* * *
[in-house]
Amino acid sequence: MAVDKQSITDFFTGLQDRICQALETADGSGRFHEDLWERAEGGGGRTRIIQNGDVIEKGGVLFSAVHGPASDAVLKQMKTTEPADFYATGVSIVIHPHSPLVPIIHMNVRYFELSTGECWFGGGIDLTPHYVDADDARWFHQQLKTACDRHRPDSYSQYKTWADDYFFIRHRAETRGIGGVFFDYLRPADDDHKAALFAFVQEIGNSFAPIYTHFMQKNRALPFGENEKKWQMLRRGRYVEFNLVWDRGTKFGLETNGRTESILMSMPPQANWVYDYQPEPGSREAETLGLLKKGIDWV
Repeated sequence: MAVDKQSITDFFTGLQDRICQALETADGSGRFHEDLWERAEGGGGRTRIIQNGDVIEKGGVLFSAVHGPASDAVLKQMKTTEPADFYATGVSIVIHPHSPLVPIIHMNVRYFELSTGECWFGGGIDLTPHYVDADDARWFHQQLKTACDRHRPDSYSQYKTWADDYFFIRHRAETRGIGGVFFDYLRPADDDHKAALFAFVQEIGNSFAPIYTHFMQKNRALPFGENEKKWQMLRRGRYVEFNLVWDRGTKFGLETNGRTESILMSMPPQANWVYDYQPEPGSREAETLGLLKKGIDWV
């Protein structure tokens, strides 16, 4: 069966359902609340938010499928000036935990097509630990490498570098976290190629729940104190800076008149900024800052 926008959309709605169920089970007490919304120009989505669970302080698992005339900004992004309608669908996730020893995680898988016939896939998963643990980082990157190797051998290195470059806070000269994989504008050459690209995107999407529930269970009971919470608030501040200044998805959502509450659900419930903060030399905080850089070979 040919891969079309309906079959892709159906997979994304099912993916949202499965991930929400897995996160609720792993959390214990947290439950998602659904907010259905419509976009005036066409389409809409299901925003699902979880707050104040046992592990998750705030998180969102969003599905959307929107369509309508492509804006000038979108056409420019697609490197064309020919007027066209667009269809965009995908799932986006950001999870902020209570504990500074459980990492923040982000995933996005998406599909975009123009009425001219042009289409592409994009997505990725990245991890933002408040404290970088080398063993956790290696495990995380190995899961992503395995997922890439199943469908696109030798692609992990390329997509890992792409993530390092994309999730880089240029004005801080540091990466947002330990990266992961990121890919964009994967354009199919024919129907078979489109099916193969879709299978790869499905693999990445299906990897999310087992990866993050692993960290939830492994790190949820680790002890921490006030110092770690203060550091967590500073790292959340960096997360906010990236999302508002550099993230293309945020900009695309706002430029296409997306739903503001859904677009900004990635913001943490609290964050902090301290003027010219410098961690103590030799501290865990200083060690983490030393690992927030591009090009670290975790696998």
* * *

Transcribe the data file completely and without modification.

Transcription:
[in-house]
Amino acid sequence: MAVDKQSITDFFTGLQDRICQALETADGSGRFHEDLWERAEGGGGRTRIIQNGDVIEKGGVLFSAVHGPASDAVLKQMKTTEPADFYATGVSIVIHPHSPLVPIIHMNVRYFELSTGECWFGGGIDLTPHYVDADDARWFHQQLKTACDRHRPDSYSQYKTWADDYFFIRHRAETRGIGGVFFDYLRPADDDHKAALFAFVQEIGNSFAPIYTHFMQKNRALPFGENEKKWQMLRRGRYVEFNLVWDRGTKFGLETNGRTESILMSMPPQANWVYDYQPEPGSREAETLGLLKKGIDWV
Repeated sequence: MAVDKQSITDFFTGLQDRICQALETADGSGRFHEDLWERAEGGGGRTRIIQNGDVIEKGGVLFSAVHGPASDAVLKQMKTTEPADFYATGVSIVIHPHSPLVPIIHMNVRYFELSTGECWFGGGIDLTPHYVDADDARWFHQQLKTACDRHRPDSYSQYKTWADDYFFIRHRAETRGIGGVFFDYLRPADDDHKAALFAFVQEIGNSFAPIYTHFMQKNRALPFGENEKKWQMLRRGRYVEFNLVWDRGTKFGLETNGRTESILMSMPPQANWVYDYQPEPGSREAETLGLLKKGIDWV
């Protein structure tokens, strides 16, 4: 069966359902609340938010499928000036935990097509630990490498570098976290190629729940104190800076008149900024800052 926008959309709605169920089970007490919304120009989505669970302080698992005339900004992004309608669908996730020893995680898988016939896939998963643990980082990157190797051998290195470059806070000269994989504008050459690209995107999407529930269970009971919470608030501040200044998805959502509450659900419930903060030399905080850089070979 040919891969079309309906079959892709159906997979994304099912993916949202499965991930929400897995996160609720792993959390214990947290439950998602659904907010259905419509976009005036066409389409809409299901925003699902979880707050104040046992592990998750705030998180969102969003599905959307929107369509309508492509804006000038979108056409420019697609490197064309020919007027066209667009269809965009995908799932986006950001999870902020209570504990500074459980990492923040982000995933996005998406599909975009123009009425001219042009289409592409994009997505990725990245991890933002408040404290970088080398063993956790290696495990995380190995899961992503395995997922890439199943469908696109030798692609992990390329997509890992792409993530390092994309999730880089240029004005801080540091990466947002330990990266992961990121890919964009994967354009199919024919129907078979489109099916193969879709299978790869499905693999990445299906990897999310087992990866993050692993960290939830492994790190949820680790002890921490006030110092770690203060550091967590500073790292959340960096997360906010990236999302508002550099993230293309945020900009695309706002430029296409997306739903503001859904677009900004990635913001943490609290964050902090301290003027010219410098961690103590030799501290865990200083060690983490030393690992927030591009090009670290975790696998």